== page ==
Course Number: 6630
Professor: Darrell D. Jackson
Credit Hours & Type of Credit: 3
Semester Offered: Fall
Prerequisites: Students must have completed their first year of law school.
Recommended Courses: None
Course Overview: Often titled, Criminal Procedure: Investigation, this course examines the legal requirements for investigating crime and the constitutional rights of criminal suspects under the Fourth, Fifth and Sixth Amendments of the United States Constitution (mostly the Fourth). A majority of the focus will be on law enforcement practices and the constitutional principles by which criminal investigations can be conducted by law enforcement.
Major topics include search and seizure issues under the Fourth Amendment, the exclusionary rule, the privilege against self-incrimination, confessions, Miranda, identification of suspects, the right to counsel in interrogations and entrapment. Because this is a class with substantial discussion, the professor reserves the right to institute a laptop ban if class discussion becomes lagging. If that becomes the case, the professor will make an accommodation for students who have received an accommodation mandating use of laptops.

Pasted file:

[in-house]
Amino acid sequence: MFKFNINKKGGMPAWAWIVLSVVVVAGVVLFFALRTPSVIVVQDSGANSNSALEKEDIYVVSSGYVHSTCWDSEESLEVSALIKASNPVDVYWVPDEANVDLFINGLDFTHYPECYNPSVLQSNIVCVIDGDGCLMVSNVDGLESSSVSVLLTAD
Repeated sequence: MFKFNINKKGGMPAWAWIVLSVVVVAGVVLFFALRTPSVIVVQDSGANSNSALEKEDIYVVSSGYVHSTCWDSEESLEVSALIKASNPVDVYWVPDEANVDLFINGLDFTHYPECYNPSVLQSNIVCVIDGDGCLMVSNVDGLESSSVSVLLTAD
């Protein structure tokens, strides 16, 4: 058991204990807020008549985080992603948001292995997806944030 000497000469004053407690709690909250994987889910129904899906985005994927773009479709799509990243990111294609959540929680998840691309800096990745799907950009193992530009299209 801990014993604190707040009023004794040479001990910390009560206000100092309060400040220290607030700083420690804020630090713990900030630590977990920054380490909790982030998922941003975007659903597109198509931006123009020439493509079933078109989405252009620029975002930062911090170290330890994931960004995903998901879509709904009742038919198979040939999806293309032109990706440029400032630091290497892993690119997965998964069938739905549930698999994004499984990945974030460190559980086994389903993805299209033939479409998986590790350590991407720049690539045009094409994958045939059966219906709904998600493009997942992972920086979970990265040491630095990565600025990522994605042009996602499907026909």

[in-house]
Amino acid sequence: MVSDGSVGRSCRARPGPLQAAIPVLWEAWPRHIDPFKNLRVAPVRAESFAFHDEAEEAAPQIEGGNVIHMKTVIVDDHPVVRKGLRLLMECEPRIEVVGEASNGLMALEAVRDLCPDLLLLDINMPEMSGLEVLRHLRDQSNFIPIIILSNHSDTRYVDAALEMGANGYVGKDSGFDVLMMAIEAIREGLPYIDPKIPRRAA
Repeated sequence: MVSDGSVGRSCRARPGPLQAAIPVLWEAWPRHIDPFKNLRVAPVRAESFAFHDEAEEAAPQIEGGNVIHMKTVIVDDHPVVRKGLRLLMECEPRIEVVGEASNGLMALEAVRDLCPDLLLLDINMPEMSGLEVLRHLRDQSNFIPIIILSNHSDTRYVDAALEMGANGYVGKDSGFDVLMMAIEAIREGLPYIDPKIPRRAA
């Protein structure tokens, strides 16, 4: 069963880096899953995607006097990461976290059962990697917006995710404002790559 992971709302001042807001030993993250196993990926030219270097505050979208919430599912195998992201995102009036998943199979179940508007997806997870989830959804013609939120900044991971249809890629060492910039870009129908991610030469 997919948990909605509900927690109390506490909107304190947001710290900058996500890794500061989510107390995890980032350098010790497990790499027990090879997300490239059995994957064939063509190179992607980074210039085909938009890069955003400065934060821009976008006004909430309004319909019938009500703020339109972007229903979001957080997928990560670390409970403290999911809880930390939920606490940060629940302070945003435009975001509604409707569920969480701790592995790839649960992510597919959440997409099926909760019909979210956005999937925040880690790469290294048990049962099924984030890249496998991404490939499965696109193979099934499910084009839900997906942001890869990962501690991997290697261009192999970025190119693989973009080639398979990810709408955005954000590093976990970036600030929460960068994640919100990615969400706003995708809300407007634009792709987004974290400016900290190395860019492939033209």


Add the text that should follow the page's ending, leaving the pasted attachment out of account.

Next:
This course will teach bar materials for all major state jurisdictions and is recommended for those interested in criminal law, either on the prosecution or defense side.
Course Materials: See the current Book List located under Courses and Curriculum.
Course Format: Socratic dialogue and lecture.
Written Assignments: Several written assignments during semester.
Type of Exam: 3-hour final exam; part essay, part short answer.
Basis for Grading Student Performance: Final exam and written assignments.